The best-selling Canadian author Rosemary Sullivan recently declared that the case of Anne Frank’s betrayal had been solved. Anne and her family, in hiding in Amsterdam, had been denounced by one Arnold van den Bergh, a well-known notary and member of the Amsterdam Jewish Council who handed over lists of Jews in hiding to the German occupiers in order to save his own family.
Sullivan had not been one of the investigators of this issue: she had written the book that set out their case, which had the eye-catching title, The Betrayal of Anne Frank. Generating considerable attention in the press, the book was followed, a few weeks later, by a detailed refutation by a team of scholars based at the world-famous Netherlands Institute for War Documentation (NIOD).
After going through the investigation with a fine-tooth comb, NIOD criticised its use of sources and understanding of the historical context, concluding that the accusation against van den Bergh had “been conjured out of thin air”. Within days of the report’s publication, the publishers of the Dutch edition of the book withdrew it from sale.
Anne Frank, quite clearly, still sells. The Anne Frank House in Amsterdam is one of the Netherlands’ most-visited tourist sites, with people queuing round the block to see the famous secret annexe. Her diary is the most famous document from the Holocaust, translated into over 70 languages. Now, on the 75th anniversary of the diary’s publication in 1947, it is timely to look at why this young girl’s diary continues to hold people’s attention.
Today it is hard to imagine that the diary’s first print run was a mere 3,036 copies, or that Otto Frank, Anne’s father, struggled to find a publisher. Yet just a few years after the war, Auschwitz survivor and psychologist Eddy de Wind wrote that the Dutch public “soon became sated” with information about the Nazi concentration camps.
The same was true elsewhere. In France, West Germany, Britain and the US, Anne’s diary appeared at first in small print runs. In the US, ten publishers turned it down before it was published by Doubleday in 1952. In the UK, Vallentine Mitchell, a small publisher of Jewish-interest books, found that sales were very slow.
The diary’s limited early success was perhaps a result of the fact that the term “Holocaust” had not become synonymous with the genocide of the Jews in the late 1940s and early 1950s, meaning that readers had no context for understanding it. This soon changed, but only as Anne Frank and her writing became decoupled from their Jewish context.
As the diary was adapted for a Broadway play in 1955, sales of the book exploded across the world. Anne Frank was turned into a universal symbol of innocence destroyed by evil, a process facilitated by the fact that her diary is not a typical Holocaust story.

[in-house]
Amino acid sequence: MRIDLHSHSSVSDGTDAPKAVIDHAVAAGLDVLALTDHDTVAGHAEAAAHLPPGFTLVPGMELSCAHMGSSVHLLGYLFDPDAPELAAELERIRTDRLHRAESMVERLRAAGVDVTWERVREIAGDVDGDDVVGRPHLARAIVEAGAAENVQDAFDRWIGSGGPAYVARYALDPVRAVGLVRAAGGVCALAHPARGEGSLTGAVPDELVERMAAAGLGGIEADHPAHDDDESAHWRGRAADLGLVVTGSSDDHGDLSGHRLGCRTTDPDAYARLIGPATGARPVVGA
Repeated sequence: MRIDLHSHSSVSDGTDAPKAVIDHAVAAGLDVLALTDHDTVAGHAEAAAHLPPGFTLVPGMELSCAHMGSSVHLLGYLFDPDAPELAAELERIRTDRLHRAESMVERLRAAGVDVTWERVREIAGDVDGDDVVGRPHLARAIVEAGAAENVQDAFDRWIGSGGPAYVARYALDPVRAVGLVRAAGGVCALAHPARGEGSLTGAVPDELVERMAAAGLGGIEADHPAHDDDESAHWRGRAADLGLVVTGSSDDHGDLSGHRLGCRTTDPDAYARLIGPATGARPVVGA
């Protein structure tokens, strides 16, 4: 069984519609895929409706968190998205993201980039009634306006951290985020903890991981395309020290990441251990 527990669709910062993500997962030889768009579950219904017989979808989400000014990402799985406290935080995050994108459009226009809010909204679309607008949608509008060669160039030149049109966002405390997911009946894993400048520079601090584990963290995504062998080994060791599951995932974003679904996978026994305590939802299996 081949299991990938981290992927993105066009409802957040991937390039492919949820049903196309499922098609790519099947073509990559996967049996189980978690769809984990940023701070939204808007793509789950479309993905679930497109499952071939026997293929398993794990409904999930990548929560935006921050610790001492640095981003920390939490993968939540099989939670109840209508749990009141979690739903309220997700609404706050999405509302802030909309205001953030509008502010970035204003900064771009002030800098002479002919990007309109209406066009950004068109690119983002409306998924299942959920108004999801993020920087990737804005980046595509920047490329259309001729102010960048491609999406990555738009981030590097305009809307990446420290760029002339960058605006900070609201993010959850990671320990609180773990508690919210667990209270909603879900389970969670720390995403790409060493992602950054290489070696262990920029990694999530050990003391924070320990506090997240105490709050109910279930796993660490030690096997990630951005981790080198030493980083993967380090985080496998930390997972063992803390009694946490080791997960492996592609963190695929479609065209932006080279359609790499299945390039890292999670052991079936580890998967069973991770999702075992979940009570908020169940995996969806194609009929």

It ends before the eight people hiding in the secret annexe were deported and all, except Otto, killed. And, as numerous productions for theatre, cinema, television, comics and children’s books indicate, the broader public, especially younger people, identified with Anne’s teenage angst, and tended to overlook – since this was how they were directed – the Holocaust context.
This “universalising” impulse undoubtedly still remains. But the rise in the western world of “Holocaust consciousness” means that readers today are aware of Anne’s Jewishness and her ultimate fate.
Yet she still remains an appealing figure precisely because she is recognisably “like us”. And the diary, even given the inclusion of additional material that was discovered a few years ago (having been removed by her father) that speaks to Anne’s sexuality, remains a version of the Holocaust without the actual horrors.
Whatever privations characterised the secret annexe, there is no Auschwitz and no Belsen, no violence, no starvation. Changing the ending of the diary, in the Broadway and Hollywood versions, so that the audience was left with Anne’s message that “in spite of everything, I still believe that people are really good at heart”, presented her to the world as a happy teenager.
Anne Frank’s diary has been adapted many times for theatre and the big and small screens. It has been turned into comics and children's’ books “about hope” (The Anne Frank you Wished You Knew, for example). It has been made the basis of fiction, most famously in Philip Roth’s The Ghost Writer. And it has been used as a source of black humour on the internet and social media.
The message of hope in the face of evil that has always accompanied the reception of the diary continues to resonate. But whether we are ready, even now, for an Anne Frank whose story speaks to what the Holocaust was really about – the brutal destruction of Europe’s Jewish population with no happy ending – is another question.